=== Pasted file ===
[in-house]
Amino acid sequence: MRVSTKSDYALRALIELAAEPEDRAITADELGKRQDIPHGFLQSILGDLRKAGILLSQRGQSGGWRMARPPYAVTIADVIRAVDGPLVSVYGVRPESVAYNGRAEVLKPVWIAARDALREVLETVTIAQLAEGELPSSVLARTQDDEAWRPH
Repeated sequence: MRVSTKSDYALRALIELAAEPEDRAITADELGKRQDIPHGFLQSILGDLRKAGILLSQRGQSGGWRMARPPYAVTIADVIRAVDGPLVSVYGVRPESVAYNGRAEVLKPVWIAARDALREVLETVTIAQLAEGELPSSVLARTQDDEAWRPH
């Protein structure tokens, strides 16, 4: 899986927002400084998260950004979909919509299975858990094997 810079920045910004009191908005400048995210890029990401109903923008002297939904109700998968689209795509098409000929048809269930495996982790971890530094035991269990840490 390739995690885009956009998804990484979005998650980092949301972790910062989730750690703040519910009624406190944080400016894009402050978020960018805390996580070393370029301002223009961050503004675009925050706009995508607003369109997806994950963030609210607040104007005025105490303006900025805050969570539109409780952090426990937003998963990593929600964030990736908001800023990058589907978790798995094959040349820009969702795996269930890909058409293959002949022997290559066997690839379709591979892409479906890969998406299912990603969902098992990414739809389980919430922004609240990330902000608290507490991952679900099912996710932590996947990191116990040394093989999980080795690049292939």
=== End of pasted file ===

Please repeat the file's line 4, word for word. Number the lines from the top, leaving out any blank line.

């Protein structure tokens, strides 16, 4: 899986927002400084998260950004979909919509299975858990094997 810079920045910004009191908005400048995210890029990401109903923008002297939904109700998968689209795509098409000929048809269930495996982790971890530094035991269990840490 390739995690885009956009998804990484979005998650980092949301972790910062989730750690703040519910009624406190944080400016894009402050978020960018805390996580070393370029301002223009961050503004675009925050706009995508607003369109997806994950963030609210607040104007005025105490303006900025805050969570539109409780952090426990937003998963990593929600964030990736908001800023990058589907978790798995094959040349820009969702795996269930890909058409293959002949022997290559066997690839379709591979892409479906890969998406299912990603969902098992990414739809389980919430922004609240990330902000608290507490991952679900099912996710932590996947990191116990040394093989999980080795690049292939």